Pleased to Meetcha: Big Data Meetups in New York and Boston


I moved to New York this past Monday. It’s been a year and a half since I last lived here, and changes which were fledgling when I left (Silicon Alley, Williamsburg waterfront, smoothie stands) are full-fledged now. Part of my reason for moving was selfish—I missed the city. Part of my reason was practical—New York’s big data ecosystem is leaner, in some areas faster, more focused on the consumer: in other words, it’s a good complement to the rich, database- and life-science/healthcare-focused ecosystem in Boston.

While I’ve shifted my residential alliances to New York, professionally, I’ll be keeping a foot in each city, exercising my role as Riparian’s mouth by meeting as many data scientists, analysts, and high-volume email users as I can, partly on an individual basis, and partly through meetups like the ones listed below. (At last, I get to the point of this post!). The following are just a small selection of data-related meetups in New York and Boston, but I think they ably represent some of the buzziest aspects of and players in this very buzzy topic.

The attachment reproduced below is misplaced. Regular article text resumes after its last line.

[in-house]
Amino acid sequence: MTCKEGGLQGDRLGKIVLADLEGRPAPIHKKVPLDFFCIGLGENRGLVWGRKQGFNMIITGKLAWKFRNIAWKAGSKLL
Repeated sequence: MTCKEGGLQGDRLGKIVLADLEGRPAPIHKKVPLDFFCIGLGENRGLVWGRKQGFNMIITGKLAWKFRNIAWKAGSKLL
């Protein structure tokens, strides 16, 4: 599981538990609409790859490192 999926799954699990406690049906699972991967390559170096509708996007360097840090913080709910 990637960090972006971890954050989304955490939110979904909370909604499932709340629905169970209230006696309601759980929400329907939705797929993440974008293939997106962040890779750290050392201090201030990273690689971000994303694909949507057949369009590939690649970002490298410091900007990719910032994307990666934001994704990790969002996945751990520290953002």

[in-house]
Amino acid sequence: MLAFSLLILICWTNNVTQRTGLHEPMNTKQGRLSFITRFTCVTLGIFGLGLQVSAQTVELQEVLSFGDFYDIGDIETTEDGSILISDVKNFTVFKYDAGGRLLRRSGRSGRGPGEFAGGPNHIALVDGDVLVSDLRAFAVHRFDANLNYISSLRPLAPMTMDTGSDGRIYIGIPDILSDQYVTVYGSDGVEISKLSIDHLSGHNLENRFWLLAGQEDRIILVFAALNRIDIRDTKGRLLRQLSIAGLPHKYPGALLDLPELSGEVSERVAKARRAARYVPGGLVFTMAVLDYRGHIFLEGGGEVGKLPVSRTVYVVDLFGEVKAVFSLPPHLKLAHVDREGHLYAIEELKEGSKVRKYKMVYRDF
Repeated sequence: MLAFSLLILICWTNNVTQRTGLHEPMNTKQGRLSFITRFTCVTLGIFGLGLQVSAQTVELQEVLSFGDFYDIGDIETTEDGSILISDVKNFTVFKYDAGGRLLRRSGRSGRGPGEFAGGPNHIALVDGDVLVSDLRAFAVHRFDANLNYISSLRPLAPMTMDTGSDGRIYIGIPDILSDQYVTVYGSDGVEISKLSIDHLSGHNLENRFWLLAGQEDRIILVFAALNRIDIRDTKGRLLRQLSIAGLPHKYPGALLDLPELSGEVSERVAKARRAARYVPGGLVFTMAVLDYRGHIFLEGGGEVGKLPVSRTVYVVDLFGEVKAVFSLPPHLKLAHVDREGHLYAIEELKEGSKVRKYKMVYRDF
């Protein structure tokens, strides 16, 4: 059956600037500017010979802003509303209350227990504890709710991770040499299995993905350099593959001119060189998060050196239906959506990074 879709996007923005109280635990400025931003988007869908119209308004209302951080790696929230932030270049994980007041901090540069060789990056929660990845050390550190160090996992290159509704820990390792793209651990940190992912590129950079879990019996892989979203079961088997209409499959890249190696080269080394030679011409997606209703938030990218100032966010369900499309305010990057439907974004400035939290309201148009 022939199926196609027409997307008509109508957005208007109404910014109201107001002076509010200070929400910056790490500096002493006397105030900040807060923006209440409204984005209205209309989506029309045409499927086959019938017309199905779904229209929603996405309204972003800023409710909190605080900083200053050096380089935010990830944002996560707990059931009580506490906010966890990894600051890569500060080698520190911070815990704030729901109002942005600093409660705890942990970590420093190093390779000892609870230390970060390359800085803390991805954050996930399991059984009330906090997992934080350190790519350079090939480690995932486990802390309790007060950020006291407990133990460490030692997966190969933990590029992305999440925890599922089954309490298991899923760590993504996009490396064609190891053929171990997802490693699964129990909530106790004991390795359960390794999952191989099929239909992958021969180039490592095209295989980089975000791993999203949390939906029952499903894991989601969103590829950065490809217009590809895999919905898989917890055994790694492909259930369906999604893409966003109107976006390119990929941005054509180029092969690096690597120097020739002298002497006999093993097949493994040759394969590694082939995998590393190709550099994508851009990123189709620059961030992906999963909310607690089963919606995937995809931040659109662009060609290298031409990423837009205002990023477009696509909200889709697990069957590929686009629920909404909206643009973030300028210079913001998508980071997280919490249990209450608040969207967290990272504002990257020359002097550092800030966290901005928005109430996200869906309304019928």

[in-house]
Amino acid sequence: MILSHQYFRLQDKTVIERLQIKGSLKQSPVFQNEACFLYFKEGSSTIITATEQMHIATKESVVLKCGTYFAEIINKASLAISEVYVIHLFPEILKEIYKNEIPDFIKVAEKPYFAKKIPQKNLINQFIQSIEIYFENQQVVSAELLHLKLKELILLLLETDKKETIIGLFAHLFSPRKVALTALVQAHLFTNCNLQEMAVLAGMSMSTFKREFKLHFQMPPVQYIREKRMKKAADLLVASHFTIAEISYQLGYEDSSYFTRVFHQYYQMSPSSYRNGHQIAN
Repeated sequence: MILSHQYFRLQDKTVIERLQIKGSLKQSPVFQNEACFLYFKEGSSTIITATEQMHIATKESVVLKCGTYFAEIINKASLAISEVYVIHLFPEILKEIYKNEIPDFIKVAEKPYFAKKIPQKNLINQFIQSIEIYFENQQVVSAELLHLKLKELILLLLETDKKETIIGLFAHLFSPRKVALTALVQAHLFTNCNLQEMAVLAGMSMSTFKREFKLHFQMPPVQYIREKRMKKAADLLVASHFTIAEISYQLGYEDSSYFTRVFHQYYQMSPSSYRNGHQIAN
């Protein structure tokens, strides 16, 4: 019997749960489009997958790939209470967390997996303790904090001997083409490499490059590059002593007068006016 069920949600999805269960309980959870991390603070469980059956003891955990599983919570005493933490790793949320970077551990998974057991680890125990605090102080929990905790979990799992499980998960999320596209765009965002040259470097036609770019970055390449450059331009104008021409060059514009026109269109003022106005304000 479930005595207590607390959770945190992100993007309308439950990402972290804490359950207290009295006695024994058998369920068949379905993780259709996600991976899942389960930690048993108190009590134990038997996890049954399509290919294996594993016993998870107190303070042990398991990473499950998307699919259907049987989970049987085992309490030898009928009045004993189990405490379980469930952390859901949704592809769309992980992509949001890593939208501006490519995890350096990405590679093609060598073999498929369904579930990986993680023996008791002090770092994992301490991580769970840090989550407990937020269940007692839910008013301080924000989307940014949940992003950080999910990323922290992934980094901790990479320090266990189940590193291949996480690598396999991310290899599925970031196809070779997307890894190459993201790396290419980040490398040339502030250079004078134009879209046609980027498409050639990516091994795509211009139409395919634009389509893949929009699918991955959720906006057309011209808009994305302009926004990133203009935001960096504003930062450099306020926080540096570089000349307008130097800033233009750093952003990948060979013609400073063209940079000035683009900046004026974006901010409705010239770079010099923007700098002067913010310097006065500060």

New York

1. Analytics and Data in Financial Services

  • Description: Knowledge of and fluency in the language of analytics is becoming increasingly important in business, especially in the financial services industry.
  • Aimed at: People doing big data analysis, especially those in the FS arena
  • Hosted by: Jaime Fitzgerald (in / t)
  • Members: 346
  • Past meetups: “From Tufte to the Magic Kingdom: Telling the Story Behind the Data,” “Member Demos of Predictive Models”

2. Predictive Analytics, Applied Machine Learning, Big Data

  • Description: Discuss diverse topics in predictive analytics and applied machine learning.
  • aimed at: Analysts, computer scientists, engineers, executives, entrepreneurs and students with a deep interest in these fields & related technologies.
  • hosted by:
  • Alex Lin (in / t)
  • members: 2155
  • Past/Upcoming meetups: “Designing Machine Learning Algorithms for Hadoop,” “The art of predictive analytics: More data, same models”